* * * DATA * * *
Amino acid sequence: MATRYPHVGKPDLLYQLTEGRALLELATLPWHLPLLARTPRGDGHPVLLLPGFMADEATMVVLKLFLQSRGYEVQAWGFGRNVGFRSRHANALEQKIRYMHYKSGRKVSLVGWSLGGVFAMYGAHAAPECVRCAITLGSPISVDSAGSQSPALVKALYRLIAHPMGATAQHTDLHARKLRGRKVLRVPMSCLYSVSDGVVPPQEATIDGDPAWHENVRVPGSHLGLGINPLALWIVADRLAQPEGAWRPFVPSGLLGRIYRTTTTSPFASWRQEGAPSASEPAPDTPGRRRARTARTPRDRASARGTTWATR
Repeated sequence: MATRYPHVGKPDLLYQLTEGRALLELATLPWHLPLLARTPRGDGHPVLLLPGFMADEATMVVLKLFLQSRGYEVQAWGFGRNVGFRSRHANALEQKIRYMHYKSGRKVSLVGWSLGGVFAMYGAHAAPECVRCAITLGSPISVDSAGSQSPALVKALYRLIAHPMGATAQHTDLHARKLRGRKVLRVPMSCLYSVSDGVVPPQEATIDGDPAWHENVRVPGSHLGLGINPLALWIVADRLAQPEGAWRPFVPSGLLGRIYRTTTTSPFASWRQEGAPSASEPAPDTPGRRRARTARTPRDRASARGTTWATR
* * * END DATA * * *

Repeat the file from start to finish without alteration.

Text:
Amino acid sequence: MATRYPHVGKPDLLYQLTEGRALLELATLPWHLPLLARTPRGDGHPVLLLPGFMADEATMVVLKLFLQSRGYEVQAWGFGRNVGFRSRHANALEQKIRYMHYKSGRKVSLVGWSLGGVFAMYGAHAAPECVRCAITLGSPISVDSAGSQSPALVKALYRLIAHPMGATAQHTDLHARKLRGRKVLRVPMSCLYSVSDGVVPPQEATIDGDPAWHENVRVPGSHLGLGINPLALWIVADRLAQPEGAWRPFVPSGLLGRIYRTTTTSPFASWRQEGAPSASEPAPDTPGRRRARTARTPRDRASARGTTWATR
Repeated sequence: MATRYPHVGKPDLLYQLTEGRALLELATLPWHLPLLARTPRGDGHPVLLLPGFMADEATMVVLKLFLQSRGYEVQAWGFGRNVGFRSRHANALEQKIRYMHYKSGRKVSLVGWSLGGVFAMYGAHAAPECVRCAITLGSPISVDSAGSQSPALVKALYRLIAHPMGATAQHTDLHARKLRGRKVLRVPMSCLYSVSDGVVPPQEATIDGDPAWHENVRVPGSHLGLGINPLALWIVADRLAQPEGAWRPFVPSGLLGRIYRTTTTSPFASWRQEGAPSASEPAPDTPGRRRARTARTPRDRASARGTTWATR